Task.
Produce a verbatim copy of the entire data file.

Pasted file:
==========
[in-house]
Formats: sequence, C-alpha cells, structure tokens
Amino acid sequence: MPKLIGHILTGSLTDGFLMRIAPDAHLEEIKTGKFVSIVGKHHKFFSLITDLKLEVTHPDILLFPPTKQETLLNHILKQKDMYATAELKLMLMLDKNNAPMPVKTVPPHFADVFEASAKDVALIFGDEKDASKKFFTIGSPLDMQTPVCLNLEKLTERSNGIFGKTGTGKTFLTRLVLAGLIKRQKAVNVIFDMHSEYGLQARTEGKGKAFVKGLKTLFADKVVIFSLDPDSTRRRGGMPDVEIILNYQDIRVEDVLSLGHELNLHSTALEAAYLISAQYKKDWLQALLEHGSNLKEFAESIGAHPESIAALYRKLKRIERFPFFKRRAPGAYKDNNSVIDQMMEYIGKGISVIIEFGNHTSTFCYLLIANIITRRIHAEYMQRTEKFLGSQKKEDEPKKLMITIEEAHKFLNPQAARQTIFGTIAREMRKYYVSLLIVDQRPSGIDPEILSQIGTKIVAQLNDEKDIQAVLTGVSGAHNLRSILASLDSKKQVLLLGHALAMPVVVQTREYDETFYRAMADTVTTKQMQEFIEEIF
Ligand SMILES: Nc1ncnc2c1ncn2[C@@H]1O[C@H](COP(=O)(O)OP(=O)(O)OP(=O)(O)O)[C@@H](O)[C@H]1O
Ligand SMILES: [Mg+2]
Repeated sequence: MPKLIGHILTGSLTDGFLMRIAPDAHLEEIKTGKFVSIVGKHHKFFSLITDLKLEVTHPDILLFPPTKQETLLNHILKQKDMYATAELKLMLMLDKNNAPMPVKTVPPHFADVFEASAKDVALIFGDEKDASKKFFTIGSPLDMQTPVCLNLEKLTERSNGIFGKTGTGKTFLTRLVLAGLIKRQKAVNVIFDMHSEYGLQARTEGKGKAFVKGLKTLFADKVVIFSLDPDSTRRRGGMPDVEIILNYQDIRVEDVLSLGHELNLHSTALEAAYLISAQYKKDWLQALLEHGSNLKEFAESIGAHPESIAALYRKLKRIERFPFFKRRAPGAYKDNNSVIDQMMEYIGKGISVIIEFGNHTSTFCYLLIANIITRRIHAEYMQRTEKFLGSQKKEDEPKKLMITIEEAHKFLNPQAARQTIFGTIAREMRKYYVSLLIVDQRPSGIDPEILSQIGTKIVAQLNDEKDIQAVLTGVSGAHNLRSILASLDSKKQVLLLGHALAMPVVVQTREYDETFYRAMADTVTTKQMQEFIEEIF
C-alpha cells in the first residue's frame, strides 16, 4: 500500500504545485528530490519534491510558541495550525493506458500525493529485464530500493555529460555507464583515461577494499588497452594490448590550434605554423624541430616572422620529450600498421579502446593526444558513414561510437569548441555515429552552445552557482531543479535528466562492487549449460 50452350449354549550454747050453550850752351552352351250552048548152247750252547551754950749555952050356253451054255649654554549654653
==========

[in-house]
Formats: sequence, C-alpha cells, structure tokens
Amino acid sequence: MPKLIGHILTGSLTDGFLMRIAPDAHLEEIKTGKFVSIVGKHHKFFSLITDLKLEVTHPDILLFPPTKQETLLNHILKQKDMYATAELKLMLMLDKNNAPMPVKTVPPHFADVFEASAKDVALIFGDEKDASKKFFTIGSPLDMQTPVCLNLEKLTERSNGIFGKTGTGKTFLTRLVLAGLIKRQKAVNVIFDMHSEYGLQARTEGKGKAFVKGLKTLFADKVVIFSLDPDSTRRRGGMPDVEIILNYQDIRVEDVLSLGHELNLHSTALEAAYLISAQYKKDWLQALLEHGSNLKEFAESIGAHPESIAALYRKLKRIERFPFFKRRAPGAYKDNNSVIDQMMEYIGKGISVIIEFGNHTSTFCYLLIANIITRRIHAEYMQRTEKFLGSQKKEDEPKKLMITIEEAHKFLNPQAARQTIFGTIAREMRKYYVSLLIVDQRPSGIDPEILSQIGTKIVAQLNDEKDIQAVLTGVSGAHNLRSILASLDSKKQVLLLGHALAMPVVVQTREYDETFYRAMADTVTTKQMQEFIEEIF
Ligand SMILES: Nc1ncnc2c1ncn2[C@@H]1O[C@H](COP(=O)(O)OP(=O)(O)OP(=O)(O)O)[C@@H](O)[C@H]1O
Ligand SMILES: [Mg+2]
Repeated sequence: MPKLIGHILTGSLTDGFLMRIAPDAHLEEIKTGKFVSIVGKHHKFFSLITDLKLEVTHPDILLFPPTKQETLLNHILKQKDMYATAELKLMLMLDKNNAPMPVKTVPPHFADVFEASAKDVALIFGDEKDASKKFFTIGSPLDMQTPVCLNLEKLTERSNGIFGKTGTGKTFLTRLVLAGLIKRQKAVNVIFDMHSEYGLQARTEGKGKAFVKGLKTLFADKVVIFSLDPDSTRRRGGMPDVEIILNYQDIRVEDVLSLGHELNLHSTALEAAYLISAQYKKDWLQALLEHGSNLKEFAESIGAHPESIAALYRKLKRIERFPFFKRRAPGAYKDNNSVIDQMMEYIGKGISVIIEFGNHTSTFCYLLIANIITRRIHAEYMQRTEKFLGSQKKEDEPKKLMITIEEAHKFLNPQAARQTIFGTIAREMRKYYVSLLIVDQRPSGIDPEILSQIGTKIVAQLNDEKDIQAVLTGVSGAHNLRSILASLDSKKQVLLLGHALAMPVVVQTREYDETFYRAMADTVTTKQMQEFIEEIF
C-alpha cells in the first residue's frame, strides 16, 4: 500500500504545485528530490519534491510558541495550525493506458500525493529485464530500493555529460555507464583515461577494499588497452594490448590550434605554423624541430616572422620529450600498421579502446593526444558513414561510437569548441555515429552552445552557482531543479535528466562492487549449460 50452350449354549550454747050453550850752351552352351250552048548152247750252547551754950749555952050356253451054255649654554549654653